Youth story written by Mun Wu, #DiscoverEU Ambassador
The chance to travel is something many of us dream about, my friend and I were lucky enough to be able to travel this summer through an Interrailing pass funded by the European Commission.
I found out about the #DiscoverEU initiative through their advertisement of the scheme on social media and through word of mouth by people I knew from my time as a Member of UK Youth Parliament. The competition consisted of a 5 question quiz and a subsidiary question on your estimation of the number of applicants as there was only 15,000 Interrail tickets available. So when I received the email informing me that we had won 2 Interrailing tickets, my friend I couldn’t believe it and were ecstatic. The Interrailing pass would allow us 7 days of unlimited travel over the course of a month across all European countries to any European city or place.
It was only through this opportunity that our plan of travelling this summer was able to be fulfilled. This is because the DiscoverEU pass helped to subsidise a large portion of money which we would otherwise have had to fund ourselves. However, we both only had a week and a half of summer where we were both free and this time was later cut even shorter (to 5 days) due to difficulties of booking the Eurostar with little notice. With a limited amount of time we both decided to plan places to visit that were close to the UK and easy accessible so little time was wasted travelling. We decided on visiting 4 places and quickly booked our hostel beds online.
When it came to packing, because it was only a short trip, we only packed the essentials and had a quick check of the weather to make sure our clothes were appropriate. But the most important thing for us to pack was our Interrailing ticket and our passport!
The first place we decided to visit was Brussels, this was because it was direct accessible by the Eurostar from London. With all the places we visited we did little planning of what we would do when we were there and what we would see. We mainly used Maps on our phones to see where the main tourist spot were and made sure we visited them. Then, if available, we picked up a map from the hostel we were staying in which often contained interesting sites and places to eat recommended by locals. This made sure we were able to fully submerge ourselves in the culture of the country.
Following Brussels, we took a day trip to Bruges. We were able to book ourselves on a free walking tour, this took us around all the main spots in town and we were able to hear the amazing history behind Bruges.
After seeing majority of Bruges through the walking tour we decided we had time to quickly visit Antwerp too. We were able to visit Antwerp due to the flexibility of the Interrailing passes, so it meant that we could visit places last minute.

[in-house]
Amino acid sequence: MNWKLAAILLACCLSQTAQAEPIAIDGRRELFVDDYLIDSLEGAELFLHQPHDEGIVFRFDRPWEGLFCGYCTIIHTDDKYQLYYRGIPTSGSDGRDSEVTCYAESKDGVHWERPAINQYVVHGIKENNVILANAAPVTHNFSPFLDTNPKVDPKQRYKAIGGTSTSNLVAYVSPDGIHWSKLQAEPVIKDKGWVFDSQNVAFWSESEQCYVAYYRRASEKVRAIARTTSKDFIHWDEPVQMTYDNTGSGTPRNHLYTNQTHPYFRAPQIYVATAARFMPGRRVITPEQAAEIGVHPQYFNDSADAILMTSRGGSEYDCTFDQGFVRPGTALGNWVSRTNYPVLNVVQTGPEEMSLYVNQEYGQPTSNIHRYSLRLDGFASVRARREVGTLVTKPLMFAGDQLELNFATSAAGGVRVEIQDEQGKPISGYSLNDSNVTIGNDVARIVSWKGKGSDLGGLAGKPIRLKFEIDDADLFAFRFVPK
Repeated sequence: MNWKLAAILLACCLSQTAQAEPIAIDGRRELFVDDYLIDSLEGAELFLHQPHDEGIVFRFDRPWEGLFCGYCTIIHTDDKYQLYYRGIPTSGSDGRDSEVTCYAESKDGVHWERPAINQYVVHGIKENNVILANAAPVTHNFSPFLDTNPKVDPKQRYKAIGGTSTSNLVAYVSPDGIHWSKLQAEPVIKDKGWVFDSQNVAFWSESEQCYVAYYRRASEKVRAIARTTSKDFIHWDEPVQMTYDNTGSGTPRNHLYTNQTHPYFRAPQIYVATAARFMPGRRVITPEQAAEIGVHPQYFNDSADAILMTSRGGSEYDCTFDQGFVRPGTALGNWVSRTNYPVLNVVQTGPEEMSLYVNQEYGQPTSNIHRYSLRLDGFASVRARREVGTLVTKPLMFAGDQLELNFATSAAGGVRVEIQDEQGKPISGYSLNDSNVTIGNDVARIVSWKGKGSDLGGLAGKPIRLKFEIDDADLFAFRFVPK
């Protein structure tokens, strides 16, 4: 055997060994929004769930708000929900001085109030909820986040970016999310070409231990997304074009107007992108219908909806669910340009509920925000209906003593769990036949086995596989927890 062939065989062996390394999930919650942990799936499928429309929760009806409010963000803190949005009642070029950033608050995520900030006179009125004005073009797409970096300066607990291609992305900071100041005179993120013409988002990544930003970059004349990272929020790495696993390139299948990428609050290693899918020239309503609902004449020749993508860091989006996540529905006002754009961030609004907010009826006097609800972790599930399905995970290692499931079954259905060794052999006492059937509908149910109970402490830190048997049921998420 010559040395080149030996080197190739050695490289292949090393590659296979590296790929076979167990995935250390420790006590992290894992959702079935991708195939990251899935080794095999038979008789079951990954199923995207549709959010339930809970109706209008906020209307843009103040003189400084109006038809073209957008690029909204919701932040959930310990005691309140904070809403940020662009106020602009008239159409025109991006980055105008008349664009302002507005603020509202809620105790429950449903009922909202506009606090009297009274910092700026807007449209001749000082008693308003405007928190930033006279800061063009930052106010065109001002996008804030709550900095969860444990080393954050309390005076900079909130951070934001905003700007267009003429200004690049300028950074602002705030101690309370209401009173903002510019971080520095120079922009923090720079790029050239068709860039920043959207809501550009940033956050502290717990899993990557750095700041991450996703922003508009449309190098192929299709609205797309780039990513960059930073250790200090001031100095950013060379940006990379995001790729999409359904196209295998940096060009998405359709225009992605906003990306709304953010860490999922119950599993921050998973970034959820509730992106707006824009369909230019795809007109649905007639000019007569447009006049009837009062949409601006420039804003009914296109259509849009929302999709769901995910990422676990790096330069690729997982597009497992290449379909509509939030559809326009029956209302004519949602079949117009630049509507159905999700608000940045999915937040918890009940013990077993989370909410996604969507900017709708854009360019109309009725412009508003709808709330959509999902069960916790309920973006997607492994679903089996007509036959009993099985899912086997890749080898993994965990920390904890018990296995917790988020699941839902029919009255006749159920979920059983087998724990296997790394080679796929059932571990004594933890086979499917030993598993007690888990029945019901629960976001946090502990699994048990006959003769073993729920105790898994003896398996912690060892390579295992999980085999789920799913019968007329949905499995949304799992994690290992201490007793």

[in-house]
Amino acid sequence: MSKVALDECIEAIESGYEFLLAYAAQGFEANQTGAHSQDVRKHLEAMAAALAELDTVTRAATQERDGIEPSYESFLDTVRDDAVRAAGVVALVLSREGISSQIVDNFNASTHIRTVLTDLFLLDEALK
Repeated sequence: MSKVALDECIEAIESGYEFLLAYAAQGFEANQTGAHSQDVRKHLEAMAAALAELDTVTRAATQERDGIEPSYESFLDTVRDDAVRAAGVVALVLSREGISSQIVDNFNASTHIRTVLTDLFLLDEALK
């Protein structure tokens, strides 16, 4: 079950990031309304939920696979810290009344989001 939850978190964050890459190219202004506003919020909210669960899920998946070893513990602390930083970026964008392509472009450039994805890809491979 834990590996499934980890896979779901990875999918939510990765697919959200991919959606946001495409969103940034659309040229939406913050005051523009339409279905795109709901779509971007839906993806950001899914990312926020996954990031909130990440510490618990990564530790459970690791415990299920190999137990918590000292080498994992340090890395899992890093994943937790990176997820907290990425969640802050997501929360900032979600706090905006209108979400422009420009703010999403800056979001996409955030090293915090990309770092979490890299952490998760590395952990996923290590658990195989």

Our final destination was Berlin, this was the longest travelling time we had planned (other than the journey home, which was eventful and too long of a story to tell). After a change in Cologne Main Station we arrived in Berlin and we quickly checked in in our hostel. Fortunately, our hostel was close to majority of the main touristy sights so we were able to quickly walked around them.
Due to the Facebook that was made for all DiscoverEU participants, we were also added into a group chat with other DiscoverEU ambassadors who were also visiting Berlin at the same time as us. There was a meeting organised in this group chat which we attended allowing us to meet fellow ambassadors who were also on their travels. This was a exiting meeting where we were able to converse with people of similar age from different countries. I met someone from France, who was also a politics student, and we had topical discussions about the political system within France and in the UK. Then rest of the group joined in a conversation on the effects of Brexit and how young people, not just from the UK but from the rest of Europe feel about the issue. Another meeting was planned for the next evening and I can honestly say I have never spoken to so many people from so many countries. Through the two meetings I met and spoke to people from Germany, Belgium, Holland, Slovenia, Australia and even the UK! It was one of the most fulfilling experience I have ever had being able to converse so freely and openly with people from so many different places and learn so much from them about their education system, their thoughts on the current political climate in Europe and even simply what they do in their daily life. Some of us even went on a late night adventure in Berlin…
If you’re reading this article and are debating whether to go Interrailing or not, I would definitely recommend it! It allows you so much flexibility on places to go and it really shows you how there are so much of Europe which is left unexplored because going through places on the train allowed you to see all the places you pass by which isn’t always possible on the plane. And the one tip I would give any of you planning to travel is to approach people who are staying in hostels with you and strike up a conversation with them. You’ll be surprised how sociable they are and how much you can learn from just one person! Go explore, because this trip has truly taught me how much fun travelling can be and I’m so excited to (hopefully) do it again next summer!